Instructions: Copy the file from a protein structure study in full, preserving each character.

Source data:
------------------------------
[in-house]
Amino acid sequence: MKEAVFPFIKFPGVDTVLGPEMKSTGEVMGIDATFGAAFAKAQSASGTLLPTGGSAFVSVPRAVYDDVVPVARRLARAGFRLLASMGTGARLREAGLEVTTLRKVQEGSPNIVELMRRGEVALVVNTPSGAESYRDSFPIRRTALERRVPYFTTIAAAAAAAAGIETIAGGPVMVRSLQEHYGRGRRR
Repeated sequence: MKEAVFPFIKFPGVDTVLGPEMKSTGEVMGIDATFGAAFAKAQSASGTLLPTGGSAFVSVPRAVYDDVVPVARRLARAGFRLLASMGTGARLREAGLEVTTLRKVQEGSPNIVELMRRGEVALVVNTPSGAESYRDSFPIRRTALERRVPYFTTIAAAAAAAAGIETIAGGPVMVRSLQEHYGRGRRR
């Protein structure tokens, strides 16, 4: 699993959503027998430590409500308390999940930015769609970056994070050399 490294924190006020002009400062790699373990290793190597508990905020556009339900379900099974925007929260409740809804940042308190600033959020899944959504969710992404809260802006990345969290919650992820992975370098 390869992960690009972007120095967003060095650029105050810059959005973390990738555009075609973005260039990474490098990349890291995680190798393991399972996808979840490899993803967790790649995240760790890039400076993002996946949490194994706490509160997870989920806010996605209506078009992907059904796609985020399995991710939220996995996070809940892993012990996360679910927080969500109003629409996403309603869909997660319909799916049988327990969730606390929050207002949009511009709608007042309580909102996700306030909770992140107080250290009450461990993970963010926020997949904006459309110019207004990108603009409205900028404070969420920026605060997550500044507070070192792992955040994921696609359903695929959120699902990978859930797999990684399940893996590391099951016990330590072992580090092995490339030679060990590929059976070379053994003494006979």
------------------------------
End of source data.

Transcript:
[in-house]
Amino acid sequence: MKEAVFPFIKFPGVDTVLGPEMKSTGEVMGIDATFGAAFAKAQSASGTLLPTGGSAFVSVPRAVYDDVVPVARRLARAGFRLLASMGTGARLREAGLEVTTLRKVQEGSPNIVELMRRGEVALVVNTPSGAESYRDSFPIRRTALERRVPYFTTIAAAAAAAAGIETIAGGPVMVRSLQEHYGRGRRR
Repeated sequence: MKEAVFPFIKFPGVDTVLGPEMKSTGEVMGIDATFGAAFAKAQSASGTLLPTGGSAFVSVPRAVYDDVVPVARRLARAGFRLLASMGTGARLREAGLEVTTLRKVQEGSPNIVELMRRGEVALVVNTPSGAESYRDSFPIRRTALERRVPYFTTIAAAAAAAAGIETIAGGPVMVRSLQEHYGRGRRR
């Protein structure tokens, strides 16, 4: 699993959503027998430590409500308390999940930015769609970056994070050399 490294924190006020002009400062790699373990290793190597508990905020556009339900379900099974925007929260409740809804940042308190600033959020899944959504969710992404809260802006990345969290919650992820992975370098 390869992960690009972007120095967003060095650029105050810059959005973390990738555009075609973005260039990474490098990349890291995680190798393991399972996808979840490899993803967790790649995240760790890039400076993002996946949490194994706490509160997870989920806010996605209506078009992907059904796609985020399995991710939220996995996070809940892993012990996360679910927080969500109003629409996403309603869909997660319909799916049988327990969730606390929050207002949009511009709608007042309580909102996700306030909770992140107080250290009450461990993970963010926020997949904006459309110019207004990108603009409205900028404070969420920026605060997550500044507070070192792992955040994921696609359903695929959120699902990978859930797999990684399940893996590391099951016990330590072992580090092995490339030679060990590929059976070379053994003494006979």